©R.J.PENHEY2002 - 2006

http:// boar.org.uk/obiwxs5AbbeyLawn.htm                  Latest edit 21 Nov 2007



The Abbey Lawn

in Bourne, Lincolnshire


The Abbey Lawn is an enclosed green space in Bourne, Lincolnshire.



It takes its name from its having been a sheep lawn attached to a residence which is now referred to as 'Abbey House' but which, while it existed, was known as 'The Abbey' or 'Bourne Abbey'. The house was built in 1764 by George Pochin who was lord of the manor of Bourne Abbots. By the eighteenth century, this was a secular entity but was essentially, the property in Bourne, which had been owned by the monastic house, Bourne Abbey until it was dissolved in 1536 as a result of Henry VIII's policy. The house was built on the site of the buildings where the canons had lived while the bulk of the Abbey Church continued in use as the parish church, as it always had been.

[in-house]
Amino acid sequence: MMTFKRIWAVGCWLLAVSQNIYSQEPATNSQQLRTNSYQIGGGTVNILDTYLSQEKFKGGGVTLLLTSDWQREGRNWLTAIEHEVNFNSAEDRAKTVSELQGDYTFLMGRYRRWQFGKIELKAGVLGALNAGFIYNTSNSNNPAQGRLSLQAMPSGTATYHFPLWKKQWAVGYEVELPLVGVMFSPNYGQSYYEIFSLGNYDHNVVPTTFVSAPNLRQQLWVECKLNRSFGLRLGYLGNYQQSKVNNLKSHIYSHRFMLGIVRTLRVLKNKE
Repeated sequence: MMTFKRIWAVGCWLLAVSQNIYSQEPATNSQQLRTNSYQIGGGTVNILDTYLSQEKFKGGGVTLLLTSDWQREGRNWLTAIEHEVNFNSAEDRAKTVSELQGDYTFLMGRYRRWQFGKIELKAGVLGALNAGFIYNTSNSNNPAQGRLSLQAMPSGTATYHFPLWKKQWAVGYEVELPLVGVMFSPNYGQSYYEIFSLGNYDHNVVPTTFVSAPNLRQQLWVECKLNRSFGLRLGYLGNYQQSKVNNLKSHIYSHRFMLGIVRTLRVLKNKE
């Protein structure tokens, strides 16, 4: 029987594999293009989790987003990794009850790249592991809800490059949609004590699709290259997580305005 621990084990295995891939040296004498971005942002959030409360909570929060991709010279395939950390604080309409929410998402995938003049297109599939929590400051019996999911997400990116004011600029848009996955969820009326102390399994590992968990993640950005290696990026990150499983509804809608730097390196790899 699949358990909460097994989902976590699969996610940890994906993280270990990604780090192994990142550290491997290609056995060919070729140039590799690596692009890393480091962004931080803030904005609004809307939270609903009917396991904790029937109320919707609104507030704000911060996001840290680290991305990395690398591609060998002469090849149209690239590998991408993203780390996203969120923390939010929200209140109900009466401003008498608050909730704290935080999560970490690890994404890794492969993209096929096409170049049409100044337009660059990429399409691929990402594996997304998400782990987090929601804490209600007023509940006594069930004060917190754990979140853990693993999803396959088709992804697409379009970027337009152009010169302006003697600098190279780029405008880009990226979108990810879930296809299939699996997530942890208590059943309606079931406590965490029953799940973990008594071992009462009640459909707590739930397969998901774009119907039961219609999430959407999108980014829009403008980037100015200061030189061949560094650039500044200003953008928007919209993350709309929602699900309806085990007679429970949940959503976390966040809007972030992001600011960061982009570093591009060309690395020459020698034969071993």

There was in England, a hierarchy of game parks attached to big houses. For example, a Duke might have a red deer park, or an earl, a fallow deer park. In the neighbouring parish of Edenham, at Grimsthorpe there was one of each, developed as the owners gained promotion. Mr. Pochin had to make do with a sheep lawn.


The Abbey Lawn was one of the sites in which the townspeople’s celebrations marking George V’s coronation were conducted in 1911. After the First World War, it was progressively developed for recreation in the three areas of swimming, football and cricket. In the atmosphere of 1920, where the hope was that a “land fit for heroes to live in” might be created, the remaining fish pond of the mediaeval abbey was developed into a swimming pool. This development as a sports ground was done with the help and coordination of the Bourne United Charities which by 1934, had become the owners by the progressive purchase of the several parts. The range of sports catered for extended over time, to include hockey, English flat green bowls, tennis and pétanque (southern French bowls). The Hockey club has now moved away to its own all-weather pitch.